On the subject of Capital I think that there is much to be said for the pure time-preference theory. Let's suppose that, as the productivity theory says, an increase in productivity causes an increased demand for capital and the interest rate rises. Those who can supply loans can charge more. Isn't this actually a form profit? Only those who haven't locked their capital in at a fixed rate can take advantage of the opportunity. Having "dry powder" at the right time is an entrepreneurial/speculative problem.

Probably inevitable, but the comments are too backward looking, and the point of scientific discourse is to progress forward.

But my own view is that both friend and foe underestimate Mises in weird ways, and overestimate Hayek in weird ways. This makes my view problematic for everyone. Mises is the great system builder, Hayek is his greatest student. The problem for my point of view don't stop there because in terms of advancing economics by way of the Austrians, I think a productive reading of Mises is a Hayekian one, and a productive reading of Hayek is a Misesian one. It is in forging a Mises/Hayek paradigm that I believe we will advance in thought and application. Now it gets even more complicated because my next paradigmatic suggestion within the existing intellectual world of economics and political economy is to appropriate the ideas, apply them in unusual situations, and simply write economics -- not history of thought. I think history of thought is very valuable as an intellectual exercise, and I do think scholarship in intellectual history is fascinating (I personally am drawn to this work). But I also understand its limited market in economics proper. So rather than abuse history of ideas, I think we should engage in what I call "opportunistic readings" --- see my essays "Why Read the Classics?" or F.A. Hayek as an Intellectual HIstorian" or the "Use and Abuse of the HIstory of Economic Thought within the Austrian School".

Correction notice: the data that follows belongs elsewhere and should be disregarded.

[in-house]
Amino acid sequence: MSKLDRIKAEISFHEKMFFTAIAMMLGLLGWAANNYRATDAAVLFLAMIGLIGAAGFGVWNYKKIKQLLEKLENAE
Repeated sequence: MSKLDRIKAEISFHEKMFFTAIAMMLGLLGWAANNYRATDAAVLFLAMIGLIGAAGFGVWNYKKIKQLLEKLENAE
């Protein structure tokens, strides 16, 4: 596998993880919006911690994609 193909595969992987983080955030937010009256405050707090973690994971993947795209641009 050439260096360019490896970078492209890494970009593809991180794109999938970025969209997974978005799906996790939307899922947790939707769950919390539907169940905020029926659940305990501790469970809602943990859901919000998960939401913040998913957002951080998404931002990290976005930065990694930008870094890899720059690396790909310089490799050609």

We really don't have to obsess over whether it is Mises or Hayek --- both were brilliant, they gave us great ideas to work with, but we have to decide how to take those ideas to address the problems we face today (read Mises's introduction to The Wealth of Nations for a similar expression of the difference between history of thought and contemporary application of economics).

Mises is in many ways that greatest economists of the 20th century, that he isn't recognize as such and Keynes is often given that label is a mere artifact of language bias (economics was an English speaking discipline in the 20th century and remains so today) and the zietgeist of the century which led to totalitarian experiments. Mises cut against the current methodologically and ideologically, so much so that his analytical contribution was lost --- though please do remember that in 1969 he was named Distinguished Fellow of the American Economic Association (look at the list of Distinguished Fellows through the years, it is a who's who list of economist --- Mises was not a crank in the eyes of his peers, he was cranky, but not a crank). Hayek's development of Mises's argument along knowledge lines was easier to grasp by his peers --- his telecommunication metaphor fit with the emerging zietgeist (see Mirwoski's Machine Dreams on this aspect). Hayek was already writing primarily in English for over a decade when he wrote his "Use of Knowledge" essay, and same for The Road to Serfdom. When Mises wrote Omnipotent Government, he was transforming into an English language economists --- in his 60s. The generational difference between Mises and Hayek and Hayek's penetration into English language economics a decade earlier made a difference in the reception of the two, and also the way in which they chose to engage their audience. Mises even in English engaged his opponents as they did in 19th century German language disputes, Hayek learned in his 30s and 40s to engage his opponents as they do in English language.

This stuff matters.

Quite frankly, this idea that we should read Mises with a Hayekian gloss (and vice versa) is bizaarre. Shouldn't we simply READ Mises and READ Hayek, and decide what is right and what is wrong? Is it really surprising to you that so many people associate GMU with hermeneutics, despite protestations that its influence there has waned?

This isn't about "hermeneutics" in the deep philosophical sense, but about hermeneutics in the more narrow sense that we can't "just" read a work, rather we bring to that reading all of the context we have as scholars. Our decisions about what is right and wrong will themselves be affected by what we've read before. Being a good reader requires that one understand the context from which the author is writing. The origin of hermeneutics was in biblical interpretation and all readings involve interpretation, whether you care to acknowledge it or not.